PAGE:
WWF accused of using the fund for industrial labour
26 November, 2015
ISLAMABAD: The custodians of the Workers Welfare Fund (WWF) have been accused of using the fund, which is meant for industrial labour, for their own ‘welfare’. Since 2011, 306 WWF officials drew Rs226.3million as welfare allowance from the contributions of the industrial establishment and workers.
The fund is raised with two per cent contribution from the industrial establishment and five per cent is collected from workers, under the Companies Profit (Workers Participation) Act 1968.
WWF, using the contribution, provides financial grants to labourers in the shape of scholarships, stipends, marriage grants and financial assistance for deaths and educational and social matters. In May 2011, government officials working in WWF were allowed a special grant called the Welfare Service Allowance from the workers’ contribution.
Grade 20 officers were granted Rs50,000 welfare allowance per month, Grade 19: Rs40,000, Grade 18: Rs30,000, Grade 17: Rs15,000. WWF employees working in grades one to four were given Rs2,000 per month in welfare allowance.
According to an official estimate, since May 2011 Rs155.7million disbursed among 72 senior WWF officials of grades 17 to 20, Rs34 million went to 56 officials of grades 14 to 16 and Rs19 million to 58 officials of grades seven to 11. A meager Rs16 million was paid to all 120 low grade employees of grades one to four.
The welfare allowance is only available to those WWF officials working in Islamabad. WWF employees in other provincial capitals do not receive the allowance.
The current WWF governing body, led by Ministry of Overseas Financial Advisor Dr Alamdar Hussain, observed that the fund was meant for labourers and their families, and government officials working at WWF were not eligible to draw any amount in the name of ‘Welfare Allowance’.
The body subsequently recommended that the finance division discontinue the allowance, and asked the division to decide whether or not to recover the amount from officials. The body’s recommendations were challenged in the Islamabad High Court (IHC) by 116 WWF officials.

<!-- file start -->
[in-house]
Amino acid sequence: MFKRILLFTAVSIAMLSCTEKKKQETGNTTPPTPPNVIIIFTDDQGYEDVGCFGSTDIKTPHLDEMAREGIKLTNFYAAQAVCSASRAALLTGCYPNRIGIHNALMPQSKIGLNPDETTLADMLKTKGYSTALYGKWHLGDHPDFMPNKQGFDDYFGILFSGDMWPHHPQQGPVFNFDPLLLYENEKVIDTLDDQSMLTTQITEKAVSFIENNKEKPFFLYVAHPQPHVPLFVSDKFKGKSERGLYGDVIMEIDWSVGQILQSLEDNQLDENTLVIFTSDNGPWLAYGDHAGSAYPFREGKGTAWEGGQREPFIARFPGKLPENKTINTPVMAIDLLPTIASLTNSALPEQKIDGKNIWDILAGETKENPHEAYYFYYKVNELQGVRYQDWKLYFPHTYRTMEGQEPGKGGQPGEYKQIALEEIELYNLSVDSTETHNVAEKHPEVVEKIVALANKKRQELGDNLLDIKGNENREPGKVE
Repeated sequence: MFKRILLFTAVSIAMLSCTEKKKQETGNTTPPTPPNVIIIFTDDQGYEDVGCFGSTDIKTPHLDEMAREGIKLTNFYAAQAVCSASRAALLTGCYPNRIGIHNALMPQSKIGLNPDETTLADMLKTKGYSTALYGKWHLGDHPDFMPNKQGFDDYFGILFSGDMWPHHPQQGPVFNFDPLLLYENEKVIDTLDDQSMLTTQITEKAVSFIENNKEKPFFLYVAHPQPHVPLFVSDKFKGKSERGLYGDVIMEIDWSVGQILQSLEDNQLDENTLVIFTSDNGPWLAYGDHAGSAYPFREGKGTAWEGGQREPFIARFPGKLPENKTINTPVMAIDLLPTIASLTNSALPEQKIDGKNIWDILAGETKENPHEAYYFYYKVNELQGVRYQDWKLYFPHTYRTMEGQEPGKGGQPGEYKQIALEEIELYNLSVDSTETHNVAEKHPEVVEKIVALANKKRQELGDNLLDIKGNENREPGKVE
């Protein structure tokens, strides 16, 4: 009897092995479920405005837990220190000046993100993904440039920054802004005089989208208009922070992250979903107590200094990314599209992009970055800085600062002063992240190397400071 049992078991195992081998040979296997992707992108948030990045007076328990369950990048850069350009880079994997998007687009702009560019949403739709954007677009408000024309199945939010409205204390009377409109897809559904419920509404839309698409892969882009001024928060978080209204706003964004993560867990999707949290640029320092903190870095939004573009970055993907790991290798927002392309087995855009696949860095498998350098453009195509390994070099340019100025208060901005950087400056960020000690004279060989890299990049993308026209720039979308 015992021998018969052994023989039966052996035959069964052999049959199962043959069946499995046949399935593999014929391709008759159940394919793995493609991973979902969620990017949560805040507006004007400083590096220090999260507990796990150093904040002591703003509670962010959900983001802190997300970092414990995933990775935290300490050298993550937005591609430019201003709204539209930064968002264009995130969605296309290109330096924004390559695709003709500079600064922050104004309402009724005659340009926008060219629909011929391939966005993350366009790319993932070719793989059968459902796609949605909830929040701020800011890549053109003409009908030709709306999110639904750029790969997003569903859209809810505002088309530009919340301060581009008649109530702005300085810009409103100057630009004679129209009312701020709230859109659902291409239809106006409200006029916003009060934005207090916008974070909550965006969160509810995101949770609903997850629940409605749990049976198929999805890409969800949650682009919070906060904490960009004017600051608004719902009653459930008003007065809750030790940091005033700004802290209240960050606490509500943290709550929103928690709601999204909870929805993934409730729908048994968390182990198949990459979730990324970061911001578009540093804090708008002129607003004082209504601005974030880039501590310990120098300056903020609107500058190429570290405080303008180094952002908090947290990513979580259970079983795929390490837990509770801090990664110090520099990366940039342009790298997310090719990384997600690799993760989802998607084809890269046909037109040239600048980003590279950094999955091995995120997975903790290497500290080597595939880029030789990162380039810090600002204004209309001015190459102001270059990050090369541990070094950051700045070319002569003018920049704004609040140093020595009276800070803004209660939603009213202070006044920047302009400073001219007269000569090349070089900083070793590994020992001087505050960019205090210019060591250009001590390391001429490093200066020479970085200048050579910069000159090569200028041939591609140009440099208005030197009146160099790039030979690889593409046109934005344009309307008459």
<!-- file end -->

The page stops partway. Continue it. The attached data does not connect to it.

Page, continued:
The petition, which was filed through IHC Bar Association president Raja Aleem Khan Abbasi, contended that the allowance for WWF employees was approved because Islamabad is an expensive city.
According to the petition, it is a settled law that the relief, once given, cannot be withdrawn. It asked the court to declare the recommendations of the WWF governing body illegal and restore the allowance. IHC Justice Noorul Haq N. Qureshi, after hearing the petition, restored the allowance and suspended the body’s recommendations. The overseas ministry and the WWF governing body submitted their response to the petition before the court.
They stated that the allowance “was only allowed to the employees working in the head office (at Islamabad), which normally shows the manipulation to grab the workers money in lust to enhance their (WWF staff) salary with one stroke of pen @ Rs50,000 per month to BPS-20 with a very meager share left for low grade employees.”
The reply claimed that the allowance was reinstated without mandatory approval from the federal government and is not among the list of those allowances admissible to WWF employees.
It stated: “Under Section 4 of WWF Ordinance 1971, the contributions towards the WWF are made by the industrial establishments for the welfare of workers. The funds so contributed are meant for the welfare of the workers.”